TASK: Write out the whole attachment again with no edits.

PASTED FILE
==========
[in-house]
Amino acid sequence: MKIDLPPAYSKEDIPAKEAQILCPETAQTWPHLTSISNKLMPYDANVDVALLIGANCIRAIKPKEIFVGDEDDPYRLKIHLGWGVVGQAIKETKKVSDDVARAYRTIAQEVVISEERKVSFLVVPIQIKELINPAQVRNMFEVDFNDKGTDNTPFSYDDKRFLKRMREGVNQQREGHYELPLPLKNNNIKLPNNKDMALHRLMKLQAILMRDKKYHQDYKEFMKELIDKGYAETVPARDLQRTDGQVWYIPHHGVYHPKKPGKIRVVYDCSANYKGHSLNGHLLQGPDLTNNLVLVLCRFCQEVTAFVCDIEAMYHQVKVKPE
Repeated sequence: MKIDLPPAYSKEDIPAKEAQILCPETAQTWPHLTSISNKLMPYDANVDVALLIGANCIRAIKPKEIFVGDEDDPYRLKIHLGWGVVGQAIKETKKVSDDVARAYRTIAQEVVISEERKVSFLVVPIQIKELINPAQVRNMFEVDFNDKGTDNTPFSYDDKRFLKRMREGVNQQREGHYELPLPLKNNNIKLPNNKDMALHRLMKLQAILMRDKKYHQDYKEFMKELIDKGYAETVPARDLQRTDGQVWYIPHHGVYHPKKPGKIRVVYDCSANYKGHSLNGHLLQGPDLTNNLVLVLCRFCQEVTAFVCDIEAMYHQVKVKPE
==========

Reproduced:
[in-house]
Amino acid sequence: MKIDLPPAYSKEDIPAKEAQILCPETAQTWPHLTSISNKLMPYDANVDVALLIGANCIRAIKPKEIFVGDEDDPYRLKIHLGWGVVGQAIKETKKVSDDVARAYRTIAQEVVISEERKVSFLVVPIQIKELINPAQVRNMFEVDFNDKGTDNTPFSYDDKRFLKRMREGVNQQREGHYELPLPLKNNNIKLPNNKDMALHRLMKLQAILMRDKKYHQDYKEFMKELIDKGYAETVPARDLQRTDGQVWYIPHHGVYHPKKPGKIRVVYDCSANYKGHSLNGHLLQGPDLTNNLVLVLCRFCQEVTAFVCDIEAMYHQVKVKPE
Repeated sequence: MKIDLPPAYSKEDIPAKEAQILCPETAQTWPHLTSISNKLMPYDANVDVALLIGANCIRAIKPKEIFVGDEDDPYRLKIHLGWGVVGQAIKETKKVSDDVARAYRTIAQEVVISEERKVSFLVVPIQIKELINPAQVRNMFEVDFNDKGTDNTPFSYDDKRFLKRMREGVNQQREGHYELPLPLKNNNIKLPNNKDMALHRLMKLQAILMRDKKYHQDYKEFMKELIDKGYAETVPARDLQRTDGQVWYIPHHGVYHPKKPGKIRVVYDCSANYKGHSLNGHLLQGPDLTNNLVLVLCRFCQEVTAFVCDIEAMYHQVKVKPE